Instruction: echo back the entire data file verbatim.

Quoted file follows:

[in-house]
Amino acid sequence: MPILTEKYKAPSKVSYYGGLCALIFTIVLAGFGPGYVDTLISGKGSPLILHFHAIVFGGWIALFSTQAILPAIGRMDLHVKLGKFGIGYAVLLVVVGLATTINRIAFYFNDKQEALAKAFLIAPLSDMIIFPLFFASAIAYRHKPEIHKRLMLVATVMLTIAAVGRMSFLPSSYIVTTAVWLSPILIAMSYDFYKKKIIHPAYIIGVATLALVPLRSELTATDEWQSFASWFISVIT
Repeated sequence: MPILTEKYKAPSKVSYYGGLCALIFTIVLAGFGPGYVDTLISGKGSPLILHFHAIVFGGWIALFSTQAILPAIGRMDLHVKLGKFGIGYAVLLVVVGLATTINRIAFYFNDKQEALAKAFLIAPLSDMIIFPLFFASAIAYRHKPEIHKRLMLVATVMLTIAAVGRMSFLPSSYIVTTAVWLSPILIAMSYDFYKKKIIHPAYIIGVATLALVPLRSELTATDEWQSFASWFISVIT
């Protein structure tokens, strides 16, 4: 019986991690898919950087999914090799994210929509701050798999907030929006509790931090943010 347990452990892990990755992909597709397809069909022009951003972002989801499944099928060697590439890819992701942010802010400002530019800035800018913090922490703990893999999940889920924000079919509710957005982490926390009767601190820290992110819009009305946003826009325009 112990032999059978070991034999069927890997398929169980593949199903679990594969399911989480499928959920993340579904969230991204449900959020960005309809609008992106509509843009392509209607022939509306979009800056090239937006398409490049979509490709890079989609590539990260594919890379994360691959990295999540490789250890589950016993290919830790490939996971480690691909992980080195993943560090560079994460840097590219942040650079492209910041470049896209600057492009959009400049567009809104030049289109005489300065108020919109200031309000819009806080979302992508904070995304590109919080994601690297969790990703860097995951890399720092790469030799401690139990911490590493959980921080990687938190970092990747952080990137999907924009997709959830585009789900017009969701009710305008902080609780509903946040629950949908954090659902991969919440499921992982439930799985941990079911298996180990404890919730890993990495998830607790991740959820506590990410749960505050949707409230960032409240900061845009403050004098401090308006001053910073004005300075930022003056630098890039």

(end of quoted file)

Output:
[in-house]
Amino acid sequence: MPILTEKYKAPSKVSYYGGLCALIFTIVLAGFGPGYVDTLISGKGSPLILHFHAIVFGGWIALFSTQAILPAIGRMDLHVKLGKFGIGYAVLLVVVGLATTINRIAFYFNDKQEALAKAFLIAPLSDMIIFPLFFASAIAYRHKPEIHKRLMLVATVMLTIAAVGRMSFLPSSYIVTTAVWLSPILIAMSYDFYKKKIIHPAYIIGVATLALVPLRSELTATDEWQSFASWFISVIT
Repeated sequence: MPILTEKYKAPSKVSYYGGLCALIFTIVLAGFGPGYVDTLISGKGSPLILHFHAIVFGGWIALFSTQAILPAIGRMDLHVKLGKFGIGYAVLLVVVGLATTINRIAFYFNDKQEALAKAFLIAPLSDMIIFPLFFASAIAYRHKPEIHKRLMLVATVMLTIAAVGRMSFLPSSYIVTTAVWLSPILIAMSYDFYKKKIIHPAYIIGVATLALVPLRSELTATDEWQSFASWFISVIT
């Protein structure tokens, strides 16, 4: 019986991690898919950087999914090799994210929509701050798999907030929006509790931090943010 347990452990892990990755992909597709397809069909022009951003972002989801499944099928060697590439890819992701942010802010400002530019800035800018913090922490703990893999999940889920924000079919509710957005982490926390009767601190820290992110819009009305946003826009325009 112990032999059978070991034999069927890997398929169980593949199903679990594969399911989480499928959920993340579904969230991204449900959020960005309809609008992106509509843009392509209607022939509306979009800056090239937006398409490049979509490709890079989609590539990260594919890379994360691959990295999540490789250890589950016993290919830790490939996971480690691909992980080195993943560090560079994460840097590219942040650079492209910041470049896209600057492009959009400049567009809104030049289109005489300065108020919109200031309000819009806080979302992508904070995304590109919080994601690297969790990703860097995951890399720092790469030799401690139990911490590493959980921080990687938190970092990747952080990137999907924009997709959830585009789900017009969701009710305008902080609780509903946040629950949908954090659902991969919440499921992982439930799985941990079911298996180990404890919730890993990495998830607790991740959820506590990410749960505050949707409230960032409240900061845009403050004098401090308006001053910073004005300075930022003056630098890039």